Birnbaum, Lucia Chiavola. dark mother. african origins and godmothers. New York: iUniverse, 2002.
Carroll, Michael P. Madonnas That Maim: Popular Catholicism in Italy Since the Fifteenth Century. Baltimore: John Hopkins University Press, 1992.
Cassell's Italian Dictionary. New York: Macmillan Publishing, 1982.
Complete and Updated Catechism of the Catholic Church, New York: Doubleday 1995.
Cordier, Umberto. Guida ai Luoghi Miracolosi d'Italia. Casale Monferrato (AL): Edizioni Piemme, 1999.
Folgheraiter, Alberto. I Sentieri dell'Infinito. Trento: Curcu & Genovese, 1999.
Gadon, Elinor. The Once and Future Goddess. San Francisco: Harper San Francisco, 1989.
Gimbutas, Marija. The Language of the Goddess. New York: HarperCollins, 1989.
Grahn, Judith Rae. Are Goddesses Metaformic Constructs? An Application of Metaformic Theory to Menarche Celebrations And Goddess Rituals of Kerala, South India, California Institute of Integral Studies, Ph.D. Dissertation, September, 1999.
Grahn, Judy. Blood, Bread, and Roses: How Menstruation Created the World Boston: Beacon Press, 1993.
Jorio, Piercarlo; Borello, Laura. Santuari Mariani dell'arco alpino italiano. Ivrea: Collana, 1993.
Marcucci, Domenico. Santuari Mariani d'Italia: storia, fede, arte. Milano: Edizioni Paoline, 1987.
McBrien, Richard P. Catholicism: Study Edition, San Francisco: Harper San Francisco, 1981.
Moser, Mary Beth. Honoring Darkness: Exploring the Power of Black Madonnas in Italy. Vashon Island: Dea Madre Publishing, 2005.
Pach, Jan; Wiodzimierz, Robak; and Tomzinski, Jerzy. Jasna Gora, The Sanctuary of the Mother of the God. Katowice, Poland: DAWIT Publising, 1997.
Roller, Lynn E. In Search of God the Mother: The Cult of Anatolian Cybele. Berkeley; University of California Press, 1999.
Tornatore, Guiseppe. Santuario di Tindari, brochure- no date printed - purchased in 1995.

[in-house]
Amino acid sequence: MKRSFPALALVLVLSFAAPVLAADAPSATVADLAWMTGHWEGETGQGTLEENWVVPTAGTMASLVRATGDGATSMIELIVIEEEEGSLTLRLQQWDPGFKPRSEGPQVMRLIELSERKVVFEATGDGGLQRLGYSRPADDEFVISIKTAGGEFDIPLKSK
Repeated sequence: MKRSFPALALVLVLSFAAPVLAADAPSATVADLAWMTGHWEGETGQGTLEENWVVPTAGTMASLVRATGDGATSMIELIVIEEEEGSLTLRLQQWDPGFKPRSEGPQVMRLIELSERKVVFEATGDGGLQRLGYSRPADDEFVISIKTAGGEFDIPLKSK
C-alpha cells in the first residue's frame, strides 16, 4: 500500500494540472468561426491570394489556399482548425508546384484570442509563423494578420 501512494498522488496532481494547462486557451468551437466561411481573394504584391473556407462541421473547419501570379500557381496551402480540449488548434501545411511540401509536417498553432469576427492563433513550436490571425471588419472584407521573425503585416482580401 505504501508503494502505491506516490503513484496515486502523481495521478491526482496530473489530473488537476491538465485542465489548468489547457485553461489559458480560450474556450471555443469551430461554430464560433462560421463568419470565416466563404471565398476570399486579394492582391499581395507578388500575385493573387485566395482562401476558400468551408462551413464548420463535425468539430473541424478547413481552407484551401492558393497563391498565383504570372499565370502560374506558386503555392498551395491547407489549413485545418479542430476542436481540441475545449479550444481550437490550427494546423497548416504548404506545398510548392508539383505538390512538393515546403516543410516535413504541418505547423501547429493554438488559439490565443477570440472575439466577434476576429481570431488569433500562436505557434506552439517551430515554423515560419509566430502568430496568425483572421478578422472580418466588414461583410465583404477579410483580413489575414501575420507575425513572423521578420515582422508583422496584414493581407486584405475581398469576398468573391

The Random House College Dictionary Revised Edition, copyright 1975 by Random House, Inc. by Random House, Inc.
 Richard P McBrien. Catholicism: Study Edition (San Francisco: Harper San Francisco, 1981). 328.
 Complete and Updated Catechism of the Catholic Church, paragraph number 2003. 539-540.
 Pope John Paul II, for example, donated the bullet that was fired into him in an attempt to kill him to Our Lady of Fatima in Lourdes, France, and his blood-soaked vestments to the Black Madonna of Czestochowa in Poland.
 There are indications of ex-voto in the Hebrew world of the Old Testament, and they are abundant in the Roman period. A painted tablet addressed to the Goddess Isis says: "Now, oh goddess, help me [now]; of possible healing, indeed, the many painted tablets in your temple reassure me." Antonio and Filippo De Michele Troiano. Ebbi Miracolo: Gli ex voto dipinti di S. Michele Arcangelo sul Gargano, (Santuario S. Michele Arcangelo, Foggia: Edizioni Michael, Padri benedettini. 1992.) 15.
 Federico Bianchi di Castelbianco. Giubileo in Calabria, Santuari e processioni: percorsi perpetui, (Roma: Edizioni Schientifiche Ma.Gi.srl, 1999). 22.
 Umberto Cordier. Guida ai Luoghi Miracolosi d'Italia. (Casale Monferrato (AL): Edizioni Piemme, 1999.) Cordier cites 600 ex-voto for the sanctuary at Oropa, which I have added to the numbers cited by Michael P Carroll. Madonnas That Maim: Popular Catholicism in Italy Since the Fifteenth Century. (Baltimore: John Hopkins University Press, 1992). 85.
 A modern-day example of this is happening with Padre Pio who was canonized as a saint on June 16, 2002. The church in Puglia where he prayed and is buried has been enlarged into a sanctuary. It is so popular with pilgrims that already plans are underway for a significant expansion.